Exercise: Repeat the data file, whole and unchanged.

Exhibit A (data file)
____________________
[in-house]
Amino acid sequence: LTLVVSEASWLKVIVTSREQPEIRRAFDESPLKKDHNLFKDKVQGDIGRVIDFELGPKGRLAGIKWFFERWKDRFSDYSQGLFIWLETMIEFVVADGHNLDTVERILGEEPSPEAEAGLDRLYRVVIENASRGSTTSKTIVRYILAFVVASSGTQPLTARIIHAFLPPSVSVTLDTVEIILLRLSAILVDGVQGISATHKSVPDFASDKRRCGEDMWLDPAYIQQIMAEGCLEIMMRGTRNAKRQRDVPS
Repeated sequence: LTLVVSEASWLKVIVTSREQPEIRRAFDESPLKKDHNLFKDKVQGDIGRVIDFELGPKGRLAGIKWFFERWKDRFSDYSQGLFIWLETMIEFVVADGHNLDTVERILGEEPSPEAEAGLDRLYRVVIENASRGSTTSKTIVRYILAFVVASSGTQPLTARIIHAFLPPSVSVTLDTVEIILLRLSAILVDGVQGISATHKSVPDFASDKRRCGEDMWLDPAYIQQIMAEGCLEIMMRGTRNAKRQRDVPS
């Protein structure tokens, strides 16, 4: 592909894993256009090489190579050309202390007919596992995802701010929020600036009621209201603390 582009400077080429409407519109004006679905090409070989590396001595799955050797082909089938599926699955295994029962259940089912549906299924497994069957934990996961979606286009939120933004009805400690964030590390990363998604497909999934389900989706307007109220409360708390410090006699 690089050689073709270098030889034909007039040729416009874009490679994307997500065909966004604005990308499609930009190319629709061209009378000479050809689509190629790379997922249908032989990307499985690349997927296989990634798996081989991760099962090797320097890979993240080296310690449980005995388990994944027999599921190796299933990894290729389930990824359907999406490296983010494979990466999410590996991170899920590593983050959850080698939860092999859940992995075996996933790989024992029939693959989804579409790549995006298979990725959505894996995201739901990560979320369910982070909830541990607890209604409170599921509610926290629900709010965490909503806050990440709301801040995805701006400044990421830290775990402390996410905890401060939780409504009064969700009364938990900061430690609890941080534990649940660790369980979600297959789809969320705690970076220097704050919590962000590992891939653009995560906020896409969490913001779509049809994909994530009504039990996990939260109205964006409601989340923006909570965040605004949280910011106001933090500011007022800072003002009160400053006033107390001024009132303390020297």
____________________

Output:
[in-house]
Amino acid sequence: LTLVVSEASWLKVIVTSREQPEIRRAFDESPLKKDHNLFKDKVQGDIGRVIDFELGPKGRLAGIKWFFERWKDRFSDYSQGLFIWLETMIEFVVADGHNLDTVERILGEEPSPEAEAGLDRLYRVVIENASRGSTTSKTIVRYILAFVVASSGTQPLTARIIHAFLPPSVSVTLDTVEIILLRLSAILVDGVQGISATHKSVPDFASDKRRCGEDMWLDPAYIQQIMAEGCLEIMMRGTRNAKRQRDVPS
Repeated sequence: LTLVVSEASWLKVIVTSREQPEIRRAFDESPLKKDHNLFKDKVQGDIGRVIDFELGPKGRLAGIKWFFERWKDRFSDYSQGLFIWLETMIEFVVADGHNLDTVERILGEEPSPEAEAGLDRLYRVVIENASRGSTTSKTIVRYILAFVVASSGTQPLTARIIHAFLPPSVSVTLDTVEIILLRLSAILVDGVQGISATHKSVPDFASDKRRCGEDMWLDPAYIQQIMAEGCLEIMMRGTRNAKRQRDVPS
């Protein structure tokens, strides 16, 4: 592909894993256009090489190579050309202390007919596992995802701010929020600036009621209201603390 582009400077080429409407519109004006679905090409070989590396001595799955050797082909089938599926699955295994029962259940089912549906299924497994069957934990996961979606286009939120933004009805400690964030590390990363998604497909999934389900989706307007109220409360708390410090006699 690089050689073709270098030889034909007039040729416009874009490679994307997500065909966004604005990308499609930009190319629709061209009378000479050809689509190629790379997922249908032989990307499985690349997927296989990634798996081989991760099962090797320097890979993240080296310690449980005995388990994944027999599921190796299933990894290729389930990824359907999406490296983010494979990466999410590996991170899920590593983050959850080698939860092999859940992995075996996933790989024992029939693959989804579409790549995006298979990725959505894996995201739901990560979320369910982070909830541990607890209604409170599921509610926290629900709010965490909503806050990440709301801040995805701006400044990421830290775990402390996410905890401060939780409504009064969700009364938990900061430690609890941080534990649940660790369980979600297959789809969320705690970076220097704050919590962000590992891939653009995560906020896409969490913001779509049809994909994530009504039990996990939260109205964006409601989340923006909570965040605004949280910011106001933090500011007022800072003002009160400053006033107390001024009132303390020297």